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Research Methods & Reporting

Preparing raw clinical data for publication: guidance for journal editors, authors, and peer reviewers

BMJ 2010; 340 doi: https://doi.org/10.1136/bmj.c181 (Published 29 January 2010) Cite this as: BMJ 2010;340:c181
  1. Iain Hrynaszkiewicz, managing editor1,
  2. Melissa L Norton, editorial director (medicine)1,
  3. Andrew J Vickers, associate attending research methodologist2,
  4. Douglas G Altman, professor of statistics in medicine3
  1. 1BioMed Central, 236 Gray’s Inn Road, London WC1X 8HL
  2. 2Department of Epidemiology and Biostatistics, Memorial Sloan Kettering Cancer Center, 1275 York Avenue, NY, NY 10021, USA
  3. 3Centre for Statistics in Medicine, University of Oxford, Wolfson College Annexe, Oxford OX2 6UD
  1. Correspondence to: I Hrynaszkiewicz iain.hrynaszkiewicz{at}biomedcentral.com
  • Accepted 11 December 2009

Many peer reviewed journals now require authors to be prepared to share their raw, unprocessed data with other scientists or state the availability of raw data in published articles, but little information on how such data should be prepared for sharing has emerged. Iain Hrynaszkiewicz and colleagues propose a minimum standard for de-identifying datasets to ensure patient privacy when sharing clinical research data

Summary points

  • Despite journal and funder policies requiring data sharing, there has been little practical guidance on how data should be shared

  • Confidentiality and anonymity are key considerations when publishing or sharing data relating to individuals, and this article provides practical advice on data sharing while minimising risks to patient privacy

  • Consent for publication of appropriately anonymised raw data should ideally be sought from participants in clinical research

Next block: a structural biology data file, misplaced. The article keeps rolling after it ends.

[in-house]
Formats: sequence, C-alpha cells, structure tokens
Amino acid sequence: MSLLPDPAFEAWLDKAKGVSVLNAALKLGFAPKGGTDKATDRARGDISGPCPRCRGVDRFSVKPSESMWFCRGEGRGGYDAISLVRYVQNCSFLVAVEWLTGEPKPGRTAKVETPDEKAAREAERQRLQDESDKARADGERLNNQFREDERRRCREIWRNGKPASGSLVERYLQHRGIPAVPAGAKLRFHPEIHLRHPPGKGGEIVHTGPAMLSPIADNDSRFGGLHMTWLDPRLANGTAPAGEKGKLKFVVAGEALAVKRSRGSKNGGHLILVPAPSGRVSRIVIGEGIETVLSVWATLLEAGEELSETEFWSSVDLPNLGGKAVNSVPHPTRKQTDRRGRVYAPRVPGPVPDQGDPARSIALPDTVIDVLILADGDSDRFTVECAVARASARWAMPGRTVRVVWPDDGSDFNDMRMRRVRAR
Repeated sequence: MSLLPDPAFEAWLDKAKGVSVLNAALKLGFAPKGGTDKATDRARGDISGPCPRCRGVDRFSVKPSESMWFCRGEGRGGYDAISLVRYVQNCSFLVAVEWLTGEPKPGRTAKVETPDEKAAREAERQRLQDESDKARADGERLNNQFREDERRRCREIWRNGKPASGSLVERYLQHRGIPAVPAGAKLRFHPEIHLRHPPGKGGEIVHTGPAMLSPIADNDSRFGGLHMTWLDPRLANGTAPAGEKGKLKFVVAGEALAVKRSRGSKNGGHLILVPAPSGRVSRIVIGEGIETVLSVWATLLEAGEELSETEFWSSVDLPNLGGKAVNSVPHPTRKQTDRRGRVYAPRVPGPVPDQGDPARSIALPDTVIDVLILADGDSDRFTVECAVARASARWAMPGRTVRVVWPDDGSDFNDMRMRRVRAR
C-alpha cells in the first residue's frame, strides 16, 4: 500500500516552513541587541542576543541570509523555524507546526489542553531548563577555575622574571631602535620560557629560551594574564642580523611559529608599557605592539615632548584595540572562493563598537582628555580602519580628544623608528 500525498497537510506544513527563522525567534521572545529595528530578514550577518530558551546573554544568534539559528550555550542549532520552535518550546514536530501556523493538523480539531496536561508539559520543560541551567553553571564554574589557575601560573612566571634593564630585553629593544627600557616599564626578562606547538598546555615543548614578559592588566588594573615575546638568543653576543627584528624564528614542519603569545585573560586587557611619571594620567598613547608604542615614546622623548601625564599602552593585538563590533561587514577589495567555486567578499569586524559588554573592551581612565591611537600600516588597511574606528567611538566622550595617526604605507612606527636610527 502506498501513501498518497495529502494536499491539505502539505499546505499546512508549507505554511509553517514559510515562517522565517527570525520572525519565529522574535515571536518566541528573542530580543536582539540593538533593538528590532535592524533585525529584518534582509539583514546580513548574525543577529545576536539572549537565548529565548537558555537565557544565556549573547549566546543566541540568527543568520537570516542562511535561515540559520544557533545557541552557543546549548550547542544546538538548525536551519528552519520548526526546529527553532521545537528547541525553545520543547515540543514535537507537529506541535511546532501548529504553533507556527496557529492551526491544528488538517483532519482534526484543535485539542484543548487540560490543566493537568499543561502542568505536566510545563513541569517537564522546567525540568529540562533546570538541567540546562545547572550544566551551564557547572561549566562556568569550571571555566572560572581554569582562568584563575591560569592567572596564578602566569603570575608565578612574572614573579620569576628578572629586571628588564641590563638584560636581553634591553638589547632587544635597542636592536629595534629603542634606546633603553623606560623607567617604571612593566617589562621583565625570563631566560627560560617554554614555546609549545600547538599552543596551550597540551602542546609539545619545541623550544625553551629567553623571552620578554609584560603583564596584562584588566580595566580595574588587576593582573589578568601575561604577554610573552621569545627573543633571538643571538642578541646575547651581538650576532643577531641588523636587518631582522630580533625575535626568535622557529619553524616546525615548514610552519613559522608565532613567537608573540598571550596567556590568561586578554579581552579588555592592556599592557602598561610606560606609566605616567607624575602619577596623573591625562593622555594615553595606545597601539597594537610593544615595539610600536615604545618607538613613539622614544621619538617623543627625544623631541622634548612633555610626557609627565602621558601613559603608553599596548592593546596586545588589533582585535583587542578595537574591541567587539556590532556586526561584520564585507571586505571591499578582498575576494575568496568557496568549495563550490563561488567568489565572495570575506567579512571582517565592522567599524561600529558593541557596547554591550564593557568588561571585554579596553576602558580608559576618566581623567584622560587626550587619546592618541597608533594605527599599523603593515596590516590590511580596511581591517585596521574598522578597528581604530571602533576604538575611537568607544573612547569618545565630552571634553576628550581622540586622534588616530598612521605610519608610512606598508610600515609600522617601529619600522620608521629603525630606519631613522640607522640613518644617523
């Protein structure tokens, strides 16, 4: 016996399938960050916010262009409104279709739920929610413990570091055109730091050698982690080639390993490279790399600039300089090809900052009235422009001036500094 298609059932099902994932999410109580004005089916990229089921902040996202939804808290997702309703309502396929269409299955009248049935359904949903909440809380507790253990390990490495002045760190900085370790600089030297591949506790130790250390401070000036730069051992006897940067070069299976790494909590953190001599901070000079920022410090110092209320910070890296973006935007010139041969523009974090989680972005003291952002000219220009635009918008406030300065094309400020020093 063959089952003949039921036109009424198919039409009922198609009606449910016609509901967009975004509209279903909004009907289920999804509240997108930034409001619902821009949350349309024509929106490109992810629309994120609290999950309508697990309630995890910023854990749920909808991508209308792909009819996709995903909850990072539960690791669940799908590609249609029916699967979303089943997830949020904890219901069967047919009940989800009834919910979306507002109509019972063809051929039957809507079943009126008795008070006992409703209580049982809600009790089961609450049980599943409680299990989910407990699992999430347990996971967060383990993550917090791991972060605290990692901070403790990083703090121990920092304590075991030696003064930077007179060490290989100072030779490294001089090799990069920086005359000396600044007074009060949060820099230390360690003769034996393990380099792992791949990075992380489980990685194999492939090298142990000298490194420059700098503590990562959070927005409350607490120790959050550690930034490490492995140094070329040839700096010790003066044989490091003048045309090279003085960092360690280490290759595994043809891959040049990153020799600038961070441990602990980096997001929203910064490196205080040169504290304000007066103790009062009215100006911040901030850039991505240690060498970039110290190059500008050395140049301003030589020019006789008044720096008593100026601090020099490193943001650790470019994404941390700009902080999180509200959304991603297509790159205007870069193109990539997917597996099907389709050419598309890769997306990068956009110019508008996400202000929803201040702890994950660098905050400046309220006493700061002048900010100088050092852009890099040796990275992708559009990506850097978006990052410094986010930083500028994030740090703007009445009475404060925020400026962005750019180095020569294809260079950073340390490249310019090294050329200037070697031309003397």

• Direct identifiers such as patients’ names should be removed from datasets; datasets that contain three or more indirect identifiers, such as age or sex, should be reviewed by an independent researcher or ethics committee before being submitted for publication

Background

Many peer-reviewed journals’ instructions for authors require that authors should be prepared to share their raw (that is, unprocessed) data with other scientists on request. Although data sharing is commonplace in some scientific disciplines and is a requirement of a number of major research funding agencies’ policies, this culture has not yet been widely adopted by the clinical research community. Some journals have appealed to their authors to increase the availability of medical research data,1 2 3 recognising the benefits of such transparency. These benefits are well documented and include replication of previous findings, comparisons with independent datasets, testing of additional hypotheses, teaching, and patient safety.3 4 5 6 Moreover, patients themselves are increasingly seeing the benefits of openly sharing their experiences with others (www.patientslikeme.com/).

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